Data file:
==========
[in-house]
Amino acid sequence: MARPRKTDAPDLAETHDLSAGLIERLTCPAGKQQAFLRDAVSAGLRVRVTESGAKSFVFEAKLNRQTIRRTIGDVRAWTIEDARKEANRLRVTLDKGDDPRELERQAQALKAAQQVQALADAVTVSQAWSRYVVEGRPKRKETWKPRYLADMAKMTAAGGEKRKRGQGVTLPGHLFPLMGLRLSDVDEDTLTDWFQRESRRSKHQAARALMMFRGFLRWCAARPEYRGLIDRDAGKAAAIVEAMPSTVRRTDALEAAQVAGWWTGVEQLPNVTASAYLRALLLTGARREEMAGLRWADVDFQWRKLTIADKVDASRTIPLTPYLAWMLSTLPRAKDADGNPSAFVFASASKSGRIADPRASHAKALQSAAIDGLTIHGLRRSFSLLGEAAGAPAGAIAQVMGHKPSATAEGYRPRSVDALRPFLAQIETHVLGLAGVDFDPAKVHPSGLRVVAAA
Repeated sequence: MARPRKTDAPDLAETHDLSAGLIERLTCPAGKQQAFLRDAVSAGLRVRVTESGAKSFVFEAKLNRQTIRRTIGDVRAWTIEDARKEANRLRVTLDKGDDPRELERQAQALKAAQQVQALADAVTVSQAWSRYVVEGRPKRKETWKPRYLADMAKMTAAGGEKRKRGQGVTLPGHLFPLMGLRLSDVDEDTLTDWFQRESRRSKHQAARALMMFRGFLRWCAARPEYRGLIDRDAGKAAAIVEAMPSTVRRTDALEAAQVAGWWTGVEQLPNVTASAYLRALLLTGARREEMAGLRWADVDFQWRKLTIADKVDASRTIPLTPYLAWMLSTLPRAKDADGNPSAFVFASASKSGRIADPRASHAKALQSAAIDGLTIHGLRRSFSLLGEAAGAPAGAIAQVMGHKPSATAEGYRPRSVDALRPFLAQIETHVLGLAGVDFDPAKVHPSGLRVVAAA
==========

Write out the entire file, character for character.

[in-house]
Amino acid sequence: MARPRKTDAPDLAETHDLSAGLIERLTCPAGKQQAFLRDAVSAGLRVRVTESGAKSFVFEAKLNRQTIRRTIGDVRAWTIEDARKEANRLRVTLDKGDDPRELERQAQALKAAQQVQALADAVTVSQAWSRYVVEGRPKRKETWKPRYLADMAKMTAAGGEKRKRGQGVTLPGHLFPLMGLRLSDVDEDTLTDWFQRESRRSKHQAARALMMFRGFLRWCAARPEYRGLIDRDAGKAAAIVEAMPSTVRRTDALEAAQVAGWWTGVEQLPNVTASAYLRALLLTGARREEMAGLRWADVDFQWRKLTIADKVDASRTIPLTPYLAWMLSTLPRAKDADGNPSAFVFASASKSGRIADPRASHAKALQSAAIDGLTIHGLRRSFSLLGEAAGAPAGAIAQVMGHKPSATAEGYRPRSVDALRPFLAQIETHVLGLAGVDFDPAKVHPSGLRVVAAA
Repeated sequence: MARPRKTDAPDLAETHDLSAGLIERLTCPAGKQQAFLRDAVSAGLRVRVTESGAKSFVFEAKLNRQTIRRTIGDVRAWTIEDARKEANRLRVTLDKGDDPRELERQAQALKAAQQVQALADAVTVSQAWSRYVVEGRPKRKETWKPRYLADMAKMTAAGGEKRKRGQGVTLPGHLFPLMGLRLSDVDEDTLTDWFQRESRRSKHQAARALMMFRGFLRWCAARPEYRGLIDRDAGKAAAIVEAMPSTVRRTDALEAAQVAGWWTGVEQLPNVTASAYLRALLLTGARREEMAGLRWADVDFQWRKLTIADKVDASRTIPLTPYLAWMLSTLPRAKDADGNPSAFVFASASKSGRIADPRASHAKALQSAAIDGLTIHGLRRSFSLLGEAAGAPAGAIAQVMGHKPSATAEGYRPRSVDALRPFLAQIETHVLGLAGVDFDPAKVHPSGLRVVAAA